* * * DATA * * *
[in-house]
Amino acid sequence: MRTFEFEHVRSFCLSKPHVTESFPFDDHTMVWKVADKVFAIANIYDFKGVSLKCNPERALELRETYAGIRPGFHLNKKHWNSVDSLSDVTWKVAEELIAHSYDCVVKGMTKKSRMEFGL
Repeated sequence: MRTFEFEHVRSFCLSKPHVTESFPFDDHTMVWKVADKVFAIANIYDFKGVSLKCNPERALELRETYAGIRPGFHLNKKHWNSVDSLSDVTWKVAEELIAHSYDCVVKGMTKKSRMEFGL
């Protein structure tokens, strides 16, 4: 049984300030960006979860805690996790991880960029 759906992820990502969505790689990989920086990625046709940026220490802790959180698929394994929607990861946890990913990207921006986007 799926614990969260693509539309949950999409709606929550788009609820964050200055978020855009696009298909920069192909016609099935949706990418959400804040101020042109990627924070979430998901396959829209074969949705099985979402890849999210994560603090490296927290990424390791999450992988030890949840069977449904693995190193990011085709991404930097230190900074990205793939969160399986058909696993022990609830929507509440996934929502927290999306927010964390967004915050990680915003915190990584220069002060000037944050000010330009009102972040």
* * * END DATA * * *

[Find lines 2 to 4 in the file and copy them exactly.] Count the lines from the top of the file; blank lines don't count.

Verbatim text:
Amino acid sequence: MRTFEFEHVRSFCLSKPHVTESFPFDDHTMVWKVADKVFAIANIYDFKGVSLKCNPERALELRETYAGIRPGFHLNKKHWNSVDSLSDVTWKVAEELIAHSYDCVVKGMTKKSRMEFGL
Repeated sequence: MRTFEFEHVRSFCLSKPHVTESFPFDDHTMVWKVADKVFAIANIYDFKGVSLKCNPERALELRETYAGIRPGFHLNKKHWNSVDSLSDVTWKVAEELIAHSYDCVVKGMTKKSRMEFGL
């Protein structure tokens, strides 16, 4: 049984300030960006979860805690996790991880960029 759906992820990502969505790689990989920086990625046709940026220490802790959180698929394994929607990861946890990913990207921006986007 799926614990969260693509539309949950999409709606929550788009609820964050200055978020855009696009298909920069192909016609099935949706990418959400804040101020042109990627924070979430998901396959829209074969949705099985979402890849999210994560603090490296927290990424390791999450992988030890949840069977449904693995190193990011085709991404930097230190900074990205793939969160399986058909696993022990609830929507509440996934929502927290999306927010964390967004915050990680915003915190990584220069002060000037944050000010330009009102972040």